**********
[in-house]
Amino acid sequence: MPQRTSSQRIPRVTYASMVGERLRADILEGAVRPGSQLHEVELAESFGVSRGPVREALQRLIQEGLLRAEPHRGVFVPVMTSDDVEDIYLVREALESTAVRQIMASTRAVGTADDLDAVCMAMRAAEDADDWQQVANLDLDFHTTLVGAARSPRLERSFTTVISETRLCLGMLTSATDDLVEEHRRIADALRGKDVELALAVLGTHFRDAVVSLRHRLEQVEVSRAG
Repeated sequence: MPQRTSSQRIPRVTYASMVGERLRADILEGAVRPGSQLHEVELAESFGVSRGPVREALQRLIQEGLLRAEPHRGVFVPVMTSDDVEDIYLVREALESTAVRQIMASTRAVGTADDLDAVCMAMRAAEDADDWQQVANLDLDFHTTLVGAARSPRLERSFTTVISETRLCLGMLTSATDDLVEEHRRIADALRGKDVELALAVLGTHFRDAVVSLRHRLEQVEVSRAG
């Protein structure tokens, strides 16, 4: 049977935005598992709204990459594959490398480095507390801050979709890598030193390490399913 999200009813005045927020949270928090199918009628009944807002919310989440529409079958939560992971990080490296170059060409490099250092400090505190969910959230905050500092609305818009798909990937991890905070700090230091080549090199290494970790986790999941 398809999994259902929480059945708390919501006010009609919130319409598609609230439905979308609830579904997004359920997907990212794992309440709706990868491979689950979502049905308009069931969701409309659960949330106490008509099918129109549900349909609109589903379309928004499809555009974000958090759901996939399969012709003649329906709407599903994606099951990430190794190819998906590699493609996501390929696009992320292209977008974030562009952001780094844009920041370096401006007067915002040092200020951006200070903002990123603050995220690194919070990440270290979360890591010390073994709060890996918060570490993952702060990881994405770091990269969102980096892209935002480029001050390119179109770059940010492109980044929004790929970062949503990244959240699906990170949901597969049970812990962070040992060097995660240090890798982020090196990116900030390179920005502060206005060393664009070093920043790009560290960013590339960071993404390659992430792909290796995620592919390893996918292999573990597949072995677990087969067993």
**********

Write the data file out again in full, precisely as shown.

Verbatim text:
[in-house]
Amino acid sequence: MPQRTSSQRIPRVTYASMVGERLRADILEGAVRPGSQLHEVELAESFGVSRGPVREALQRLIQEGLLRAEPHRGVFVPVMTSDDVEDIYLVREALESTAVRQIMASTRAVGTADDLDAVCMAMRAAEDADDWQQVANLDLDFHTTLVGAARSPRLERSFTTVISETRLCLGMLTSATDDLVEEHRRIADALRGKDVELALAVLGTHFRDAVVSLRHRLEQVEVSRAG
Repeated sequence: MPQRTSSQRIPRVTYASMVGERLRADILEGAVRPGSQLHEVELAESFGVSRGPVREALQRLIQEGLLRAEPHRGVFVPVMTSDDVEDIYLVREALESTAVRQIMASTRAVGTADDLDAVCMAMRAAEDADDWQQVANLDLDFHTTLVGAARSPRLERSFTTVISETRLCLGMLTSATDDLVEEHRRIADALRGKDVELALAVLGTHFRDAVVSLRHRLEQVEVSRAG
């Protein structure tokens, strides 16, 4: 049977935005598992709204990459594959490398480095507390801050979709890598030193390490399913 999200009813005045927020949270928090199918009628009944807002919310989440529409079958939560992971990080490296170059060409490099250092400090505190969910959230905050500092609305818009798909990937991890905070700090230091080549090199290494970790986790999941 398809999994259902929480059945708390919501006010009609919130319409598609609230439905979308609830579904997004359920997907990212794992309440709706990868491979689950979502049905308009069931969701409309659960949330106490008509099918129109549900349909609109589903379309928004499809555009974000958090759901996939399969012709003649329906709407599903994606099951990430190794190819998906590699493609996501390929696009992320292209977008974030562009952001780094844009920041370096401006007067915002040092200020951006200070903002990123603050995220690194919070990440270290979360890591010390073994709060890996918060570490993952702060990881994405770091990269969102980096892209935002480029001050390119179109770059940010492109980044929004790929970062949503990244959240699906990170949901597969049970812990962070040992060097995660240090890798982020090196990116900030390179920005502060206005060393664009070093920043790009560290960013590339960071993404390659992430792909290796995620592919390893996918292999573990597949072995677990087969067993």